Grocery shopping with a child usually means ending up with a few items in your cart that wouldn’t have made it there if you had gone solo. Kids may be small, but their influence is anything but -- especially in the eyes of marketers.
Many of the products that make it into households -- and by extension, onto parents’ radars -- are because a child first wanted it. “It’s the circle of retail life,” says David Sprinkle, research director of Packaged Facts. “Child demands product, parent learns about product through child, child ideally grows up to encourage his or her own household to use said product.”
Indeed, a Packaged Facts report reveals that more than a quarter of parents (26%) learn about a new product as a request from their child. Targeting children age six and older is especially important to marketers; it’s the age where lifelong dietary habits and brand loyalty begins. To ultimately capture their future loyalty, marketers will have to focus on developing products that appeal to younger kids.
So how are industry players taking on the challenge? According to the new report, Kids Food and Beverage Market in the U.S., 8th Edition, three trends are currently shaping the kids food market.
Millennial parents -- who accounted for some 42% of all households with children last year -- have a big influence on the U.S. retail food sector. Industry players are taking into account the millennial mindset toward spending.
They might have a tighter budget, but the authenticity-loving group is willing to spend more on items and services they perceive as being higher quality. Natural foods that are free of artificial ingredients are especially loved by millennial moms. And even better if the healthier foods are affordable.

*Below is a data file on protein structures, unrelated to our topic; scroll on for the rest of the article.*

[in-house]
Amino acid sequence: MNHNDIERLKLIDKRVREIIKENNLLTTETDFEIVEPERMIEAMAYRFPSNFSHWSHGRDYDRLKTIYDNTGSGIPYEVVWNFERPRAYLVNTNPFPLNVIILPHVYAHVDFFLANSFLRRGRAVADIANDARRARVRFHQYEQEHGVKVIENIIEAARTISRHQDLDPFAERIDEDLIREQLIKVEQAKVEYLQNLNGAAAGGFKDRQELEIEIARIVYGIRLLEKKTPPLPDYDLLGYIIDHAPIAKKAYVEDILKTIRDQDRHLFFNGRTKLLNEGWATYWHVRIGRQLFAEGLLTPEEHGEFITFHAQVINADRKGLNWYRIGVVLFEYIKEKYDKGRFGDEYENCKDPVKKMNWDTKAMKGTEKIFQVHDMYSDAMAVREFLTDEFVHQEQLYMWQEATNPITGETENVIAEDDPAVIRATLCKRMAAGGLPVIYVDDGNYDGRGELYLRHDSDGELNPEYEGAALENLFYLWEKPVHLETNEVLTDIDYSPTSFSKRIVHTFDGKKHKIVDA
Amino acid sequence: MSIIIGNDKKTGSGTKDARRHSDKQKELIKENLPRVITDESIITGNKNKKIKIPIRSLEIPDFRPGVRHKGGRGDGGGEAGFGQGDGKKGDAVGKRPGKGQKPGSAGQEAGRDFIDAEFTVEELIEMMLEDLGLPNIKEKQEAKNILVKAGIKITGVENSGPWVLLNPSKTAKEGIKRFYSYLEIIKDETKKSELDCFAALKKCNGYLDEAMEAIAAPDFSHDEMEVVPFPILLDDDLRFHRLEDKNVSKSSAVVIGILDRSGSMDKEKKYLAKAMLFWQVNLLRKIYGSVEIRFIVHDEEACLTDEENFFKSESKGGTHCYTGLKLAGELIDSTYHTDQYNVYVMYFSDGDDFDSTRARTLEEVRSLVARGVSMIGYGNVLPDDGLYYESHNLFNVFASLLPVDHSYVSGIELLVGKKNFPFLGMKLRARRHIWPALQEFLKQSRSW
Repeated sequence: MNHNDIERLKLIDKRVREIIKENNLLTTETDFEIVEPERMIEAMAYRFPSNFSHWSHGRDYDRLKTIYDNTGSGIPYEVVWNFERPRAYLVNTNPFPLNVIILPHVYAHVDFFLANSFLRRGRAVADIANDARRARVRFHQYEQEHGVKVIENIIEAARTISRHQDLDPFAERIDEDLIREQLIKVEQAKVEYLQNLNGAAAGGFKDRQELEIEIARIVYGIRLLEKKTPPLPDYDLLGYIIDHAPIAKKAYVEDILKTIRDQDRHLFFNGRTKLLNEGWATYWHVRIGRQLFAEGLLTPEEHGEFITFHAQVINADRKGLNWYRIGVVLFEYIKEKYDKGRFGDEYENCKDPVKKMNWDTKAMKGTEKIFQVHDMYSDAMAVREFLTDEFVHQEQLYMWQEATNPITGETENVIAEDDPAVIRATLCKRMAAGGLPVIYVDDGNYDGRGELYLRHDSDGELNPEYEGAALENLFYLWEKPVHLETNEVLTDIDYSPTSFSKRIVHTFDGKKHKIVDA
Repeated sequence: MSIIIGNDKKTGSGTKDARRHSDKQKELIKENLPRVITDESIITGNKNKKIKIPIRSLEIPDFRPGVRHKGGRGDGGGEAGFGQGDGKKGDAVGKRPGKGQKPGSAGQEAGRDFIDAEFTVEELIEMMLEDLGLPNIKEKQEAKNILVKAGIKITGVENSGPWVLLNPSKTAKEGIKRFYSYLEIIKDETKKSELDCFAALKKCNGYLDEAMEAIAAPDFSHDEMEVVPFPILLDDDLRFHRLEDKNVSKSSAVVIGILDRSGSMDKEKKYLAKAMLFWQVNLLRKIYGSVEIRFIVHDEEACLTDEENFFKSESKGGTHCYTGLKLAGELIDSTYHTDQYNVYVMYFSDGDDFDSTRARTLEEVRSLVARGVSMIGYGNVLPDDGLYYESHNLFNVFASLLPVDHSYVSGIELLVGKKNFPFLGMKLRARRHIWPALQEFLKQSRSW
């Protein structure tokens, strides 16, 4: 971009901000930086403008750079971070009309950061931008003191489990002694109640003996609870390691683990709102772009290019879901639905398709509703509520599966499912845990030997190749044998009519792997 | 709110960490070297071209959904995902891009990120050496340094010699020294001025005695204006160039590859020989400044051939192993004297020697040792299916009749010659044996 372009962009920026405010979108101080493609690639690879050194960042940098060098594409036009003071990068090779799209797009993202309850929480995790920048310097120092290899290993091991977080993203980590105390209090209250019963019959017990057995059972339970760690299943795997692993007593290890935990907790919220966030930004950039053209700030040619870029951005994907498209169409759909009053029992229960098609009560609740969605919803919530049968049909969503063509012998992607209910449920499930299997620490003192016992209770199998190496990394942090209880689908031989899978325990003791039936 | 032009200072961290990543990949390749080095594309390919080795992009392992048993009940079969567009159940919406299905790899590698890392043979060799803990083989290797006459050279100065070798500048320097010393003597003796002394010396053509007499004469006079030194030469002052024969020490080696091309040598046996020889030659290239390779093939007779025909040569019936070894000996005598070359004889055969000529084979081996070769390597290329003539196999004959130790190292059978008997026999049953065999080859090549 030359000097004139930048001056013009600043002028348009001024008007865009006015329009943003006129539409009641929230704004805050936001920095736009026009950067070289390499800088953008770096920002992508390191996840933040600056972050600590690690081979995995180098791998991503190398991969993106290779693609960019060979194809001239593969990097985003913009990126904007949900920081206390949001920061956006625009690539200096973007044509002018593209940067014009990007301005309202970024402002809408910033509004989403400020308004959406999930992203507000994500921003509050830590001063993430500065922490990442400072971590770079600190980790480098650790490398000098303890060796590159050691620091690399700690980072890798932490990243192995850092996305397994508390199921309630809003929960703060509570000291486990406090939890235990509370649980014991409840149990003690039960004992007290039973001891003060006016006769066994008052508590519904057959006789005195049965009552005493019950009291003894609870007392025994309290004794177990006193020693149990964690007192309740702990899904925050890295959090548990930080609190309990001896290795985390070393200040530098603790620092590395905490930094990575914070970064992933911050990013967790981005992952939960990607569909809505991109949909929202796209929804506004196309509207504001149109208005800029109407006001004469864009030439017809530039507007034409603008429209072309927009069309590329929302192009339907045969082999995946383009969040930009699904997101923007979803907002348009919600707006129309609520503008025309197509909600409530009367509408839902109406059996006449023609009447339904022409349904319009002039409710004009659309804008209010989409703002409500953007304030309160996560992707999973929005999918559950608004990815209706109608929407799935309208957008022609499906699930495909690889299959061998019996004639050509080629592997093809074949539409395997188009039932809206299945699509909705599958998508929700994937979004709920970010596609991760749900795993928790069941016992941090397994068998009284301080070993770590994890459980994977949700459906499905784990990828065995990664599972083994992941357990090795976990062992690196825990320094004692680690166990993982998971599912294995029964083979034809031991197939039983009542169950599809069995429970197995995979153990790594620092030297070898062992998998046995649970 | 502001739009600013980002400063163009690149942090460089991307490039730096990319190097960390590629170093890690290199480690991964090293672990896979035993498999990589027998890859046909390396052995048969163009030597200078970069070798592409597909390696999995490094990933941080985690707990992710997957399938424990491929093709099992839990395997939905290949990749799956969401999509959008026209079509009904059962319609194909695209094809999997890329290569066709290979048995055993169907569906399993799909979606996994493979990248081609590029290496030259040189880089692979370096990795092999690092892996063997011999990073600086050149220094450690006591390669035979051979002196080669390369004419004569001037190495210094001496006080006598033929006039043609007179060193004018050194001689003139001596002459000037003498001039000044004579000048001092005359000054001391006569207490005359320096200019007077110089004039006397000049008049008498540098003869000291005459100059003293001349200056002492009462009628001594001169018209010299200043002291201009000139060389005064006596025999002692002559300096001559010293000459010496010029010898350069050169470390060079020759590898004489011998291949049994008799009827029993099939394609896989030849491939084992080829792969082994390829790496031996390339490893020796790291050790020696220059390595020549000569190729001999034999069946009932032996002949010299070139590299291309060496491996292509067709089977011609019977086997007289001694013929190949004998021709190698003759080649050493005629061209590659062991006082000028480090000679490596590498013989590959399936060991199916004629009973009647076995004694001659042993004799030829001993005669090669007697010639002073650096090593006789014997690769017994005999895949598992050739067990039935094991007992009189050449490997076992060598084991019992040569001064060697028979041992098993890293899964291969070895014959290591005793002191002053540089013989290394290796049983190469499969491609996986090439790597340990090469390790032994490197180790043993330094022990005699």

As the population of multicultural children continues to grow, it’s become more important to marketers to be able to effectively communicate with and target children across the cultural spectrum.
A big part of reaching multicultural families is understanding their traditional cultural values. Families values, especially, should be understood by industry players in order to appeal to the multicultural consumer and their kids. This could mean taking into consideration that extended family such as aunts, uncles, or grandparents might be doing the purchasing.
Real food movement
For adults as well as kids in the U.S., obesity numbers have been on the rise over the past 20 years. Improving kids health and nutrition means marketers will have to double as advocates of kids’ health.
The stealth health movement -- where fruits and veggies are hidden in kid-friendly foods such as pasta, pizza, and desserts -- is one way to help kids meet daily nutritional requirements. Parents and marketers alike are feeling the positive effects of helping to increase kids’ fruit and vegetable intake.
Another vein of the real food movement is the concept of better-for-you (BFY) kids’ food and beverages. Some of the buzzwords that go along with the real food movement include, “clean,” “local,” “green,” and “organic.”
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